Hope and Inspiration

How Barack Obama inspired Jonn Elledge, a former Hillary supporter.

I need to confess something. Five months ago, I couldn't stand Barack Obama.

During the primaries I was rooting for Hillary. Partly this was because of her character and intelligence, but mostly it was simply because I have rose-tinted memories of the last president who wasn't chronically incompetent. From that point of view, Obama was an irritant: an upstart who clearly didn't have enough experience for the job, and whose name was too funny and whose skin too dark to win an election.

Once he got the nomination, I fell in line, if only because of a heartfelt desire to see the Republicans suffer for eight years of incompetence, ignorance and greed. (You know Sarah Palin thinks Africa is a country, by the way? True story.) And as I learnt more about his biography, his policies, his intellect, I began to come round to the idea that Barack Obama might just do a good job of this.

But any lingering doubt I had about whether he was the right choice would have been erased by a conversation I had two weeks ago in Pennsylvania.

When we pulled into a gas station in Erie, Luther, its elderly black owner, was hunched over three huge boxes stuffing envelopes. His eyes unaccountably brightened when I told him I was a British journalist.

'You wouldn't be the journalist who wrote that piece saying that Americans should vote for Obama to show how much progress they've made, would you?' he asked. I wouldn't. Boris Johnson would. Luther had photocopied the mayor's Obama endorsement two hundred times and was sending it to everyone he could think of. Because he wanted to believe the claim that - with hard work and intelligence and perseverance - his grandchildren had as much of a chance of being president as the white kids next door.

Because for the first time, being black didn't exclude him from the American dream.

President Obama will inevitably prove a disappointment. No one could live up to the huge expectations placed on him, and in six months time the thousands of t-shirts bearing his face will be completely unwearable. (What, after all, could be less cool than to go round with a sitting world leader on your chest while he ducks questions about the budget deficit?)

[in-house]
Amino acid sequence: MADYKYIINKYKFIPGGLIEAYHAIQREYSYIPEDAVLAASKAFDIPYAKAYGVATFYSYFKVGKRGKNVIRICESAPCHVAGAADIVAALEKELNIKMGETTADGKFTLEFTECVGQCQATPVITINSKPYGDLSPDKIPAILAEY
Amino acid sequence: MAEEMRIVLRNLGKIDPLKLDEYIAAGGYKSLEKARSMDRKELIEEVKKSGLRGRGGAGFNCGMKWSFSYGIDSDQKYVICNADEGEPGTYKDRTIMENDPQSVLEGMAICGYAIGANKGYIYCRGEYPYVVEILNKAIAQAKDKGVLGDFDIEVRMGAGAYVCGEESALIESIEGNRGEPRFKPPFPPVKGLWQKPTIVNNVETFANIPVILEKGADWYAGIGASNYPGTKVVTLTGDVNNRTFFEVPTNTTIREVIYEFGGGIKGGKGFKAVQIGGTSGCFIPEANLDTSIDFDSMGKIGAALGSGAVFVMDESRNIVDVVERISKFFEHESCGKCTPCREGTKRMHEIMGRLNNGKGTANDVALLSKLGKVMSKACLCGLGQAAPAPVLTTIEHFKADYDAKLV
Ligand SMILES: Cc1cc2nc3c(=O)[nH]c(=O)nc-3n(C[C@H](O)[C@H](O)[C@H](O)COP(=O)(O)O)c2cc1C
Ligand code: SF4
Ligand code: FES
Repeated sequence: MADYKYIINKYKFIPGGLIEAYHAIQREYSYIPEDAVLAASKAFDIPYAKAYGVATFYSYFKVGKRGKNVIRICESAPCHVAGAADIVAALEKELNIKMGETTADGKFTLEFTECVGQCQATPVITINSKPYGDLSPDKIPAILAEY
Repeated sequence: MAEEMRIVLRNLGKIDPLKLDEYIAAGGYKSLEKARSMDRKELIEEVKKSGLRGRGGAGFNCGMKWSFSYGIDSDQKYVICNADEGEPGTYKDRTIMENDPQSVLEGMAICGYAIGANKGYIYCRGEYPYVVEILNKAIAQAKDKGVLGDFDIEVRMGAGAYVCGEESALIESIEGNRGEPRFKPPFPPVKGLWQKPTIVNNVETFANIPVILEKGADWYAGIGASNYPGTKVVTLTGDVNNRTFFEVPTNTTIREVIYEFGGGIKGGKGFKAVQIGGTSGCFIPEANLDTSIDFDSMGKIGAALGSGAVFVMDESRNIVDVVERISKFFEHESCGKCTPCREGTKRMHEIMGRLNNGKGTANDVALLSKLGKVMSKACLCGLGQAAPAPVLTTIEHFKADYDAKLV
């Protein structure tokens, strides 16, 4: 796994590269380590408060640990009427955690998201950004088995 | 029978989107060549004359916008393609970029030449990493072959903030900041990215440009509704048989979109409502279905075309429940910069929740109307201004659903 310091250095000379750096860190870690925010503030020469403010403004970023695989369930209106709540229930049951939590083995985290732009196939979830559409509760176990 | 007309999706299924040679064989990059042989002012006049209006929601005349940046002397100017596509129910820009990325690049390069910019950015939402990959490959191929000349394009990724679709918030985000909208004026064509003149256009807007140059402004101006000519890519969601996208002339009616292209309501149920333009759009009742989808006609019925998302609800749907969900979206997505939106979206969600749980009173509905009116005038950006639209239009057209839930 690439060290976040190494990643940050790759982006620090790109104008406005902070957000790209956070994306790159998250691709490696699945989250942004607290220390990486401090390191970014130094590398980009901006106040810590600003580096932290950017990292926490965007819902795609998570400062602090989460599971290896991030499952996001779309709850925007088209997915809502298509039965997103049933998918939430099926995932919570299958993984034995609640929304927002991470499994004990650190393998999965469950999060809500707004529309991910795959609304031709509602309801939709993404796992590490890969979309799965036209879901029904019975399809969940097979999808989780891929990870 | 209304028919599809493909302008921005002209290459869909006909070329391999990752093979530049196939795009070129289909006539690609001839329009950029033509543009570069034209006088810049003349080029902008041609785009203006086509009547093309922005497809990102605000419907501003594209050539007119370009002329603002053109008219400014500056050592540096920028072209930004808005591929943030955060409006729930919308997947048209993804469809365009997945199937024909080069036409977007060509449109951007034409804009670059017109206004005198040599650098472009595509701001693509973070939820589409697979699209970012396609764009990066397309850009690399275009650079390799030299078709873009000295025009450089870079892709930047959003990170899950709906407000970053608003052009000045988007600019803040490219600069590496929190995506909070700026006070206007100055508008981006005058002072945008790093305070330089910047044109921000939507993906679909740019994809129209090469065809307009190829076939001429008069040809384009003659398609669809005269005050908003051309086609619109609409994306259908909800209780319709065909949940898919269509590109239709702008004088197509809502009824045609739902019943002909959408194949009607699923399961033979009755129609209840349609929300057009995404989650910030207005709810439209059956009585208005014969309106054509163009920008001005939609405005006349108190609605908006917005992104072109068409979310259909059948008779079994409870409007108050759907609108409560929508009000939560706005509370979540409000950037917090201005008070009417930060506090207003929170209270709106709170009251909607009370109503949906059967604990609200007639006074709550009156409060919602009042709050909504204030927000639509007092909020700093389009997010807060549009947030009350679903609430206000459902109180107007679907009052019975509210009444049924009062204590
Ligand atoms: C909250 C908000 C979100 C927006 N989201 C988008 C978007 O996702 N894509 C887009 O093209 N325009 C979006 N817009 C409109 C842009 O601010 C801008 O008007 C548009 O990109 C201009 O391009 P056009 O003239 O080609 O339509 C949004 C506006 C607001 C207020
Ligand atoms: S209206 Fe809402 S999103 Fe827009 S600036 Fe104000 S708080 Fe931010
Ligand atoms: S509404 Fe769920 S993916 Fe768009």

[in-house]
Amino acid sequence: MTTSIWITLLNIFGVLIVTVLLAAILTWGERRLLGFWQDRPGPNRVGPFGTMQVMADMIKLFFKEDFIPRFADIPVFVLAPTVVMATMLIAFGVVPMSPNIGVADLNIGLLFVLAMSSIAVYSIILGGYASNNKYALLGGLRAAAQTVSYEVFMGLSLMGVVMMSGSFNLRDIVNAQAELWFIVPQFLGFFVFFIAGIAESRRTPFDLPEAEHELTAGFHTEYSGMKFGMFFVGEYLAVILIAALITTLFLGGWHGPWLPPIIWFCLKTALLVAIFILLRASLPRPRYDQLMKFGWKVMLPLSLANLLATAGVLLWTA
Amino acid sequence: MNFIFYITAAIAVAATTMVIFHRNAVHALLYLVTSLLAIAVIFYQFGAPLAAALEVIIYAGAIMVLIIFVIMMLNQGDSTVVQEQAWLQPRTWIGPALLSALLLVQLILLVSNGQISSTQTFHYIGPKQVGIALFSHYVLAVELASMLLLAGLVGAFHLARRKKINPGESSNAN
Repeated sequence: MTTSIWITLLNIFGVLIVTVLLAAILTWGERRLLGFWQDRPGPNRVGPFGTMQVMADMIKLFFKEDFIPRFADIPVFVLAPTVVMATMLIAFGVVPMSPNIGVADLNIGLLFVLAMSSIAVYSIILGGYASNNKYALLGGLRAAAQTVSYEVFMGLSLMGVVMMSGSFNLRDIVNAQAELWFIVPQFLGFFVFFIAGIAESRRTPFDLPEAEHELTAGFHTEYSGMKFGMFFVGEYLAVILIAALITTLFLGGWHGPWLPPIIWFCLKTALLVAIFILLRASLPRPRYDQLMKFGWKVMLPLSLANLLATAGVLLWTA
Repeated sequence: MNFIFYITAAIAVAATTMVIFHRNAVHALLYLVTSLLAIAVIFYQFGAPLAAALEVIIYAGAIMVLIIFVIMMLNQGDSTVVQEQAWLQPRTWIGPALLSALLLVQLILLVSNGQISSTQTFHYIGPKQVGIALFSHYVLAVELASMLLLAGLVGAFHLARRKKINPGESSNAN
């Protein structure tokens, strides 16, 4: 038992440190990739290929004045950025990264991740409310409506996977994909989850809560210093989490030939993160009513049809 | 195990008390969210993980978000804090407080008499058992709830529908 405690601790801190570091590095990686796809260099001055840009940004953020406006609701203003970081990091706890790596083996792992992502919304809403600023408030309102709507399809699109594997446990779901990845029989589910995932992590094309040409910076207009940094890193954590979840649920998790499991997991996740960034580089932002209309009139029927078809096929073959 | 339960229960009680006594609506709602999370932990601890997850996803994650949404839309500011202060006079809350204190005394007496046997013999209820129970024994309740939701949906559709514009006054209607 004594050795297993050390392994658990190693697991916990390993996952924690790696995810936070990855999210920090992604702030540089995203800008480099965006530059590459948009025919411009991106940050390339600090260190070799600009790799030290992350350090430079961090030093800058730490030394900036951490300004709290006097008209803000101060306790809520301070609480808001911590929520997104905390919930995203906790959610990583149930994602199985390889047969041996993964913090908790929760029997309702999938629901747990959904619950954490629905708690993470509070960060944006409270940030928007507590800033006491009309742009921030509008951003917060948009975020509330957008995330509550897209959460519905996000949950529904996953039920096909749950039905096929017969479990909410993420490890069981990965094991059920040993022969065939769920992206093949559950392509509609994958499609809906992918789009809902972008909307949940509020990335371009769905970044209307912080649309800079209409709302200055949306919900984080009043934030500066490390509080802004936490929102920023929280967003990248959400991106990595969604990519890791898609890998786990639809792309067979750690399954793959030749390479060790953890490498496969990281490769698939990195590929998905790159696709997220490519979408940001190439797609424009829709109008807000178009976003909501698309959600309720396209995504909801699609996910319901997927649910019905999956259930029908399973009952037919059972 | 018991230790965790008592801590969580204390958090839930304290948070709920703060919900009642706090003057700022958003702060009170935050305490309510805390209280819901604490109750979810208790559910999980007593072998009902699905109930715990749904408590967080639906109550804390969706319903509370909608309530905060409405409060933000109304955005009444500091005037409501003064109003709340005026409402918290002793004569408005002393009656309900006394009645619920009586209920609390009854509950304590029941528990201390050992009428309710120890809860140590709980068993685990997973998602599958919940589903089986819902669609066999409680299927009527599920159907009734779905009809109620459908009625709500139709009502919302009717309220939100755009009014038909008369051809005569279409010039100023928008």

But his campaign promised change, and it promised hope. And if he achieves nothing else, he's already delivered those.

Jonn Elledge edits the New Statesman's sister site CityMetric, and writes for the NS about subjects including politics, history and Daniel Hannan. You can find him on Twitter or Facebook.

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Lord Sainsbury pulls funding from Progress and other political causes

The longstanding Labour donor will no longer fund party political causes. 

Centrist Labour MPs face a funding gap for their ideas after the longstanding Labour donor Lord Sainsbury announced he will stop financing party political causes.

Sainsbury, who served as a New Labour minister and also donated to the Liberal Democrats, is instead concentrating on charitable causes. 

Lord Sainsbury funded the centrist organisation Progress, dubbed the “original Blairite pressure group”, which was founded in mid Nineties and provided the intellectual underpinnings of New Labour.

The former supermarket boss is understood to still fund Policy Network, an international thinktank headed by New Labour veteran Peter Mandelson.

He has also funded the Remain campaign group Britain Stronger in Europe. The latter reinvented itself as Open Britain after the Leave vote, and has campaigned for a softer Brexit. Its supporters include former Lib Dem leader Nick Clegg and Labour's Chuka Umunna, and it now relies on grassroots funding.

Sainsbury said he wished to “hand the baton on to a new generation of donors” who supported progressive politics. 

Progress director Richard Angell said: “Progress is extremely grateful to Lord Sainsbury for the funding he has provided for over two decades. We always knew it would not last forever.”

The organisation has raised a third of its funding target from other donors, but is now appealing for financial support from Labour supporters. Its aims include “stopping a hard-left take over” of the Labour party and “renewing the ideas of the centre-left”. 

Julia Rampen is the digital news editor of the New Statesman (previously editor of The Staggers, The New Statesman's online rolling politics blog). She has also been deputy editor at Mirror Money Online and has worked as a financial journalist for several trade magazines. 

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